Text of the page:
First American’s proprietary Potential Home Sales model examines September 2017 data and includes analysis from First American Chief Economist Mark Fleming on how the real estate market is performing versus its potential.
"Existing homeowners reluctant to sell and hurricane-related disruption are dampening existing-home sales."
September 2017 Potential Home Sales
For the month of September, First American updated its proprietary Potential Home Sales model to show that:
- Potential existing-home sales increased to a 5.84 million seasonally adjusted, annualized rate (SAAR), a 0.3 percent month-over-month increase.
- This represents a 94.4 percent increase from the market potential low point reached in December 2008.
- In September, the market potential for existing-home sales decreased by 5.0 percent compared with a year ago, a loss of 307,000 (SAAR) sales.
- Currently, potential existing-home sales is 521,000 (SAAR), or 8.9 percent, below the pre-recession peak of market potential, which occurred in July 2005.
Market Performance Gap
- The market for existing-home sales is underperforming its potential by 7.8 percent or an estimated 453,000, (SAAR) sales.
- Market potential increased by an estimated 16,000 (SAAR) sales between August 2017 and September 2017.
Hurricanes and Tight Inventory Mean Lower Sales in the Short Run
“Existing home sales as reported by the National Association of Realtors remain below potential due to supply constraints caused by existing homeowners' reluctance to list their homes for sale for fear of not being able to find a home to buy. Additionally, Hurricanes Irma and Harvey may negatively impact actual existing-home sales regionally, but only temporarily. Based on data from previous natural disasters, home buying usually rebounds as households recover from the disruption of natural disasters.”
Chief Economist Analysis Highlights
- The housing markets’ potential for existing-home sales increased moderately, between August 2017 and September 2017, as mortgage rates remained below 4 percent.
- The year-over-year decline in the number of existing-home sales, a function of tight supply, resulted in a wider market performance gap in September 2017 compared to August 2017. The number of homes for sale has declined year-over-year for the past 28 months, and has fallen 6.4 percent over the past 12 months, according to the National Association of Realtors (NAR).
- Since 2009, based on our analysis of Census Bureau and Department of Housing and Urban Development (HUD) data, the number of new households has increased by 5.9 million, while the net new number of housing units (single and multifamily) has only increased by 3.5 million, meaning there is a shortage of 2.4 million housing units in the United States.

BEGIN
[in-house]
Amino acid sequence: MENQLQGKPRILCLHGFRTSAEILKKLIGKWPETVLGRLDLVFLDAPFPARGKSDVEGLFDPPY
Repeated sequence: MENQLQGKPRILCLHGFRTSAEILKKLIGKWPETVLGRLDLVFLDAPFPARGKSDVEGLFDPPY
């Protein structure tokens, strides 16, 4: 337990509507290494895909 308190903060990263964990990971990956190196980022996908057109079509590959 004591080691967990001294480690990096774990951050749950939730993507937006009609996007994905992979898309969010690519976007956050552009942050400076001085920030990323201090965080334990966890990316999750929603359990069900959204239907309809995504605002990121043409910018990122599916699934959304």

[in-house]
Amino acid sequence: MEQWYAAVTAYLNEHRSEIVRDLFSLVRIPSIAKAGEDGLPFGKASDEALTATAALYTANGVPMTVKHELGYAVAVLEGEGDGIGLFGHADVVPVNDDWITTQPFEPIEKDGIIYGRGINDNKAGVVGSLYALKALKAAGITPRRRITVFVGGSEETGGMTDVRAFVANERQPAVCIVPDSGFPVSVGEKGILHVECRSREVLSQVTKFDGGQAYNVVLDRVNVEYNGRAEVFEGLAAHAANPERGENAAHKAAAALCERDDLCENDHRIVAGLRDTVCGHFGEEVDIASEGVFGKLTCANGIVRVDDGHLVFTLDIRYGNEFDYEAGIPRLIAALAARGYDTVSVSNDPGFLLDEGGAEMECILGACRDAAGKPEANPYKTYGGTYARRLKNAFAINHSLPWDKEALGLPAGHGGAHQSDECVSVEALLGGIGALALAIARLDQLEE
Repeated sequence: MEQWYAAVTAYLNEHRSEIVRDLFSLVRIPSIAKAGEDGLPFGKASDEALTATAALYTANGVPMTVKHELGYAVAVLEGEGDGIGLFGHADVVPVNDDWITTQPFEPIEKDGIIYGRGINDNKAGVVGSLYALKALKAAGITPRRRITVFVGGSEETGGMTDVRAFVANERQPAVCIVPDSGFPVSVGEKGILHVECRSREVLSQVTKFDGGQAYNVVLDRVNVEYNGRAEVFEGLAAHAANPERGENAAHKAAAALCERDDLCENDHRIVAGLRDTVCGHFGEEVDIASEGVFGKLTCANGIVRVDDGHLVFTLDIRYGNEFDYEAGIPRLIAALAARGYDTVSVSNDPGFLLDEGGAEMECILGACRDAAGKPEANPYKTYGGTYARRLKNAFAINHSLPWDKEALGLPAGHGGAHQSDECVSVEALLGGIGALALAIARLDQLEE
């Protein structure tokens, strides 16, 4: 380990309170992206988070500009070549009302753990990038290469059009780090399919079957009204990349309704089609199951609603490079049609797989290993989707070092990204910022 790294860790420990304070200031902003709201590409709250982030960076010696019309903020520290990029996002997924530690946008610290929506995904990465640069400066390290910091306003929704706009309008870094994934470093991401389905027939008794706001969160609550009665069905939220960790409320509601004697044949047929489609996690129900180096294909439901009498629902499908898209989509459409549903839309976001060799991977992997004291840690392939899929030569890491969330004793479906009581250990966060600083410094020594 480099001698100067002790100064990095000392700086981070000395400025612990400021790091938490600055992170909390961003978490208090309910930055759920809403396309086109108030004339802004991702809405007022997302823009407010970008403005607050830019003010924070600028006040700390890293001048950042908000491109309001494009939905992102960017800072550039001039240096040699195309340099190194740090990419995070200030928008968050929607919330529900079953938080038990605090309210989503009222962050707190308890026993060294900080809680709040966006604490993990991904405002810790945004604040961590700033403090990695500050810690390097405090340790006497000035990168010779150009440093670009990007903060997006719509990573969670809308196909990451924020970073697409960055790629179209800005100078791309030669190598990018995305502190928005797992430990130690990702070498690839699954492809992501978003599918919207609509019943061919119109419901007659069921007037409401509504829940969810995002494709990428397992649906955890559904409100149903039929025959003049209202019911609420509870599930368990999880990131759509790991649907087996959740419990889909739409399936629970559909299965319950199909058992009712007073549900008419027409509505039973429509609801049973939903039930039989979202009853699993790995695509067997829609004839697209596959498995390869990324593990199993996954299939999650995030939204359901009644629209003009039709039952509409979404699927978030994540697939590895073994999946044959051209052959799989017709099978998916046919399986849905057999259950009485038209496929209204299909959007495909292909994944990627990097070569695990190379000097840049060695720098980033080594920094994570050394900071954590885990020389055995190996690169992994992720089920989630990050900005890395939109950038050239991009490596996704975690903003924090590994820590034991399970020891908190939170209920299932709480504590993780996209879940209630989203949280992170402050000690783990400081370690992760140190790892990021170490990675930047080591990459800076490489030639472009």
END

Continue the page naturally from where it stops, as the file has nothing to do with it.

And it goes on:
- The lack of inventory relative to demand, combined with limited new supply is driving the fast pace of price appreciation. When combined with decreasing consumer home purchasing power as mortgage rates increase, affordability is declining.
- According to the First American Real House Price Index, affordability is down 10.4 percent in July compared to a year ago, but housing remains affordable by historic measures.
What Insight Does the Potential Home Sales Model Reveal?
When considering the right time to buy or sell a home, an important factor in the decision should be the market’s overall health, which is largely a function of supply and demand. Knowing how close the market is to a healthy level of activity can help consumers determine if it is a good time to buy or sell, and what might happen to the market in the future. That’s difficult to assess when looking at the number of homes sold at a particular point in time without understanding the health of the market at that time. Historical context is critically important. Our potential home sales model measures what we believe a healthy market level of home sales should be based on the economic, demographic, and housing market environments.
About the Potential Home Sales ModelPotential home sales measures existing-homes sales, which include single-family homes, townhomes, condominiums and co-ops on a seasonally adjusted annualized rate based on the historical relationship between existing-home sales and U.S. population demographic data, income and labor market conditions in the U.S. economy, price trends in the U.S. housing market, and conditions in the financial market. When the actual level of existing-home sales are significantly above potential home sales the pace of turnover is not supported by market fundamentals and there is an increased likelihood of a market correction. Conversely, seasonally adjusted, annualized rates of actual existing-home sales below the level of potential existing-home sales indicate market turnover is underperforming the rate fundamentally supported by the current conditions. Actual seasonally adjusted, annualized existing-home sales may exceed or fall short of the potential rate of sales for a variety of reasons, including non-traditional market conditions, policy constraints and market participant behavior. Recent potential home sale estimates are subject to revision in order to reflect the most up-to-date information available on the economy, housing market and financial conditions. The Potential Home Sales model is published prior to the National Association of Realtors’ Existing-Home Sales report each month.